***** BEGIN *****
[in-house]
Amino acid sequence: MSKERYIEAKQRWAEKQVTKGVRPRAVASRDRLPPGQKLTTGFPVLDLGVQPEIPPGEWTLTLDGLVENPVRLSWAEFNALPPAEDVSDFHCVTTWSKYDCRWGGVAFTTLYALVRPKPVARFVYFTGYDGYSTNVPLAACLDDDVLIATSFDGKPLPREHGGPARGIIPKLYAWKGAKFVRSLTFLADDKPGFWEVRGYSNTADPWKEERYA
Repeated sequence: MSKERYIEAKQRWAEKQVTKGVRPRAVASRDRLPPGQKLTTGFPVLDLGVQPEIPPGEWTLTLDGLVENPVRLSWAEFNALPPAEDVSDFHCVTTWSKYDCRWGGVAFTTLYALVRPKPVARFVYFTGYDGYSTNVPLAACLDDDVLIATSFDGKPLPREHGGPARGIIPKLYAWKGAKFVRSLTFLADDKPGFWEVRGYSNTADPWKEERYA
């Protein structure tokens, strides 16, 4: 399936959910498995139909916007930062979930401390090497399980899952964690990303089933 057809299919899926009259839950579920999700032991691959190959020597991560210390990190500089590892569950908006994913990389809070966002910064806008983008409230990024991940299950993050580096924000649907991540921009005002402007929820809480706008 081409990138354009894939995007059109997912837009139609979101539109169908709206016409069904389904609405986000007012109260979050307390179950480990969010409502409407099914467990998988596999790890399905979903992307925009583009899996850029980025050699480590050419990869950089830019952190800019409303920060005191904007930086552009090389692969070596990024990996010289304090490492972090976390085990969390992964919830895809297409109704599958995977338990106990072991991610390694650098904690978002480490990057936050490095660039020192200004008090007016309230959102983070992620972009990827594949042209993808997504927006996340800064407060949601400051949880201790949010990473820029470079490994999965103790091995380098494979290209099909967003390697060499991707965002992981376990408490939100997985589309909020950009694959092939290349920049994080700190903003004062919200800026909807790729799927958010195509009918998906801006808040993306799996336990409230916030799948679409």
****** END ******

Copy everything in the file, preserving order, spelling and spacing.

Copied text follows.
[in-house]
Amino acid sequence: MSKERYIEAKQRWAEKQVTKGVRPRAVASRDRLPPGQKLTTGFPVLDLGVQPEIPPGEWTLTLDGLVENPVRLSWAEFNALPPAEDVSDFHCVTTWSKYDCRWGGVAFTTLYALVRPKPVARFVYFTGYDGYSTNVPLAACLDDDVLIATSFDGKPLPREHGGPARGIIPKLYAWKGAKFVRSLTFLADDKPGFWEVRGYSNTADPWKEERYA
Repeated sequence: MSKERYIEAKQRWAEKQVTKGVRPRAVASRDRLPPGQKLTTGFPVLDLGVQPEIPPGEWTLTLDGLVENPVRLSWAEFNALPPAEDVSDFHCVTTWSKYDCRWGGVAFTTLYALVRPKPVARFVYFTGYDGYSTNVPLAACLDDDVLIATSFDGKPLPREHGGPARGIIPKLYAWKGAKFVRSLTFLADDKPGFWEVRGYSNTADPWKEERYA
């Protein structure tokens, strides 16, 4: 399936959910498995139909916007930062979930401390090497399980899952964690990303089933 057809299919899926009259839950579920999700032991691959190959020597991560210390990190500089590892569950908006994913990389809070966002910064806008983008409230990024991940299950993050580096924000649907991540921009005002402007929820809480706008 081409990138354009894939995007059109997912837009139609979101539109169908709206016409069904389904609405986000007012109260979050307390179950480990969010409502409407099914467990998988596999790890399905979903992307925009583009899996850029980025050699480590050419990869950089830019952190800019409303920060005191904007930086552009090389692969070596990024990996010289304090490492972090976390085990969390992964919830895809297409109704599958995977338990106990072991991610390694650098904690978002480490990057936050490095660039020192200004008090007016309230959102983070992620972009990827594949042209993808997504927006996340800064407060949601400051949880201790949010990473820029470079490994999965103790091995380098494979290209099909967003390697060499991707965002992981376990408490939100997985589309909020950009694959092939290349920049994080700190903003004062919200800026909807790729799927958010195509009918998906801006808040993306799996336990409230916030799948679409």